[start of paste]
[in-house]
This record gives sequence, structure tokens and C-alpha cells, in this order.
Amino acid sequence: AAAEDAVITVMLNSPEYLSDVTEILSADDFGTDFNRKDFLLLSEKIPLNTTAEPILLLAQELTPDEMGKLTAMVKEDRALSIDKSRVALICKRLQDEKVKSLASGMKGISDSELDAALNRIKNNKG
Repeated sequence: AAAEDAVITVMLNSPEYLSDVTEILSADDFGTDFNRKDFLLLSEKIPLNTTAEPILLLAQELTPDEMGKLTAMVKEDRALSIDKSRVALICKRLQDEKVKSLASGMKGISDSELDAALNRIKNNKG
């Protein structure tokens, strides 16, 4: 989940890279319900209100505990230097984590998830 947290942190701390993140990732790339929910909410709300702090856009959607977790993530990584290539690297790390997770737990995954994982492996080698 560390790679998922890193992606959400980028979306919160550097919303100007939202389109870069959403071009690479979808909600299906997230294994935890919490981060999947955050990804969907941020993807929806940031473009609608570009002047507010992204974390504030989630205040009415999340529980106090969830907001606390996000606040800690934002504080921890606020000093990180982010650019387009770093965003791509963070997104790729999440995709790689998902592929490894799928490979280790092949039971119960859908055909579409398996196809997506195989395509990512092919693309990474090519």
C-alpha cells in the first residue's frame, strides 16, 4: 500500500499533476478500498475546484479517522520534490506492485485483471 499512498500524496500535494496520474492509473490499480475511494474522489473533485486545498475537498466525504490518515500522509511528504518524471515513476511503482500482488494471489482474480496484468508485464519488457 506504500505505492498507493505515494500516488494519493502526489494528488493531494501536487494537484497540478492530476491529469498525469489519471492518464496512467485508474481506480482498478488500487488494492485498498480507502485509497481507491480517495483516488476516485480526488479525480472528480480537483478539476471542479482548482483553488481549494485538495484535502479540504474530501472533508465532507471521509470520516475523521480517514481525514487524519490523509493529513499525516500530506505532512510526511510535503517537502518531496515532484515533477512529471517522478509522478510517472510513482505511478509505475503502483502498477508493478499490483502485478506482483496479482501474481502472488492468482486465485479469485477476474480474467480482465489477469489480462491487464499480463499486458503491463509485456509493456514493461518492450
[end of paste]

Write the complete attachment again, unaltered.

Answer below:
[in-house]
This record gives sequence, structure tokens and C-alpha cells, in this order.
Amino acid sequence: AAAEDAVITVMLNSPEYLSDVTEILSADDFGTDFNRKDFLLLSEKIPLNTTAEPILLLAQELTPDEMGKLTAMVKEDRALSIDKSRVALICKRLQDEKVKSLASGMKGISDSELDAALNRIKNNKG
Repeated sequence: AAAEDAVITVMLNSPEYLSDVTEILSADDFGTDFNRKDFLLLSEKIPLNTTAEPILLLAQELTPDEMGKLTAMVKEDRALSIDKSRVALICKRLQDEKVKSLASGMKGISDSELDAALNRIKNNKG
């Protein structure tokens, strides 16, 4: 989940890279319900209100505990230097984590998830 947290942190701390993140990732790339929910909410709300702090856009959607977790993530990584290539690297790390997770737990995954994982492996080698 560390790679998922890193992606959400980028979306919160550097919303100007939202389109870069959403071009690479979808909600299906997230294994935890919490981060999947955050990804969907941020993807929806940031473009609608570009002047507010992204974390504030989630205040009415999340529980106090969830907001606390996000606040800690934002504080921890606020000093990180982010650019387009770093965003791509963070997104790729999440995709790689998902592929490894799928490979280790092949039971119960859908055909579409398996196809997506195989395509990512092919693309990474090519």
C-alpha cells in the first residue's frame, strides 16, 4: 500500500499533476478500498475546484479517522520534490506492485485483471 499512498500524496500535494496520474492509473490499480475511494474522489473533485486545498475537498466525504490518515500522509511528504518524471515513476511503482500482488494471489482474480496484468508485464519488457 506504500505505492498507493505515494500516488494519493502526489494528488493531494501536487494537484497540478492530476491529469498525469489519471492518464496512467485508474481506480482498478488500487488494492485498498480507502485509497481507491480517495483516488476516485480526488479525480472528480480537483478539476471542479482548482483553488481549494485538495484535502479540504474530501472533508465532507471521509470520516475523521480517514481525514487524519490523509493529513499525516500530506505532512510526511510535503517537502518531496515532484515533477512529471517522478509522478510517472510513482505511478509505475503502483502498477508493478499490483502485478506482483496479482501474481502472488492468482486465485479469485477476474480474467480482465489477469489480462491487464499480463499486458503491463509485456509493456514493461518492450